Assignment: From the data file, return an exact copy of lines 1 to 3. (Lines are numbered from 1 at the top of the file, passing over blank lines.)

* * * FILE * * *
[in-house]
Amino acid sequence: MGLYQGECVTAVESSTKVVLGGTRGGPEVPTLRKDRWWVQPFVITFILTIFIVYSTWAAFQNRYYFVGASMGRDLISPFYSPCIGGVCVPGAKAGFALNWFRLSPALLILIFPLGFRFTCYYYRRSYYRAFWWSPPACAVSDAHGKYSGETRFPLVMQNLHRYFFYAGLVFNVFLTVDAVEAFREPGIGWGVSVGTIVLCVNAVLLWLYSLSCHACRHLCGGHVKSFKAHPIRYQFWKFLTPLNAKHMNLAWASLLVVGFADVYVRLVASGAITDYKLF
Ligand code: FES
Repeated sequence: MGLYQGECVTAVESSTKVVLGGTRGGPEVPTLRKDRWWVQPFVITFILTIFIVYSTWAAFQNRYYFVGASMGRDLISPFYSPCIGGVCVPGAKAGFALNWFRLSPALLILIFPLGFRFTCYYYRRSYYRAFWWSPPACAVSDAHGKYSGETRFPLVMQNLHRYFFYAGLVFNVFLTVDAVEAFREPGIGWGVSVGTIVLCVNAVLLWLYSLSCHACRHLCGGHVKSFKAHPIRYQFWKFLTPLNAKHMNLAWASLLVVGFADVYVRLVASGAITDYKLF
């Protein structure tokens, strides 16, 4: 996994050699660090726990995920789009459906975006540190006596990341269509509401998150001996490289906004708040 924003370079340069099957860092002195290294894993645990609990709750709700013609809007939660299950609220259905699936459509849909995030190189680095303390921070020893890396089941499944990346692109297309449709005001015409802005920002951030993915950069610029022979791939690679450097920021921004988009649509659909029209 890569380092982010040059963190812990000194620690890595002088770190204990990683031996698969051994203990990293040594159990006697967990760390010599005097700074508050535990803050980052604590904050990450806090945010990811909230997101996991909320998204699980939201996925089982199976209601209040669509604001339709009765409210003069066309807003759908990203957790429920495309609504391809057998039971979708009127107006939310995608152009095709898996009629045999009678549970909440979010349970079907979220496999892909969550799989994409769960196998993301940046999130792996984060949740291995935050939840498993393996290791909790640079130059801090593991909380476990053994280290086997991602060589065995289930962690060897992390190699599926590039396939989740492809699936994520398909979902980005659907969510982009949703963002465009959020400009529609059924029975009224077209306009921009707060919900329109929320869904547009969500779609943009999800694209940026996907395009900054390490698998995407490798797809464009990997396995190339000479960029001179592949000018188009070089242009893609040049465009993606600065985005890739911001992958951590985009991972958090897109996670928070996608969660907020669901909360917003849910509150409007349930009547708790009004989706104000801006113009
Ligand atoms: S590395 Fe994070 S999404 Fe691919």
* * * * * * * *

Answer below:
[in-house]
Amino acid sequence: MGLYQGECVTAVESSTKVVLGGTRGGPEVPTLRKDRWWVQPFVITFILTIFIVYSTWAAFQNRYYFVGASMGRDLISPFYSPCIGGVCVPGAKAGFALNWFRLSPALLILIFPLGFRFTCYYYRRSYYRAFWWSPPACAVSDAHGKYSGETRFPLVMQNLHRYFFYAGLVFNVFLTVDAVEAFREPGIGWGVSVGTIVLCVNAVLLWLYSLSCHACRHLCGGHVKSFKAHPIRYQFWKFLTPLNAKHMNLAWASLLVVGFADVYVRLVASGAITDYKLF
Ligand code: FES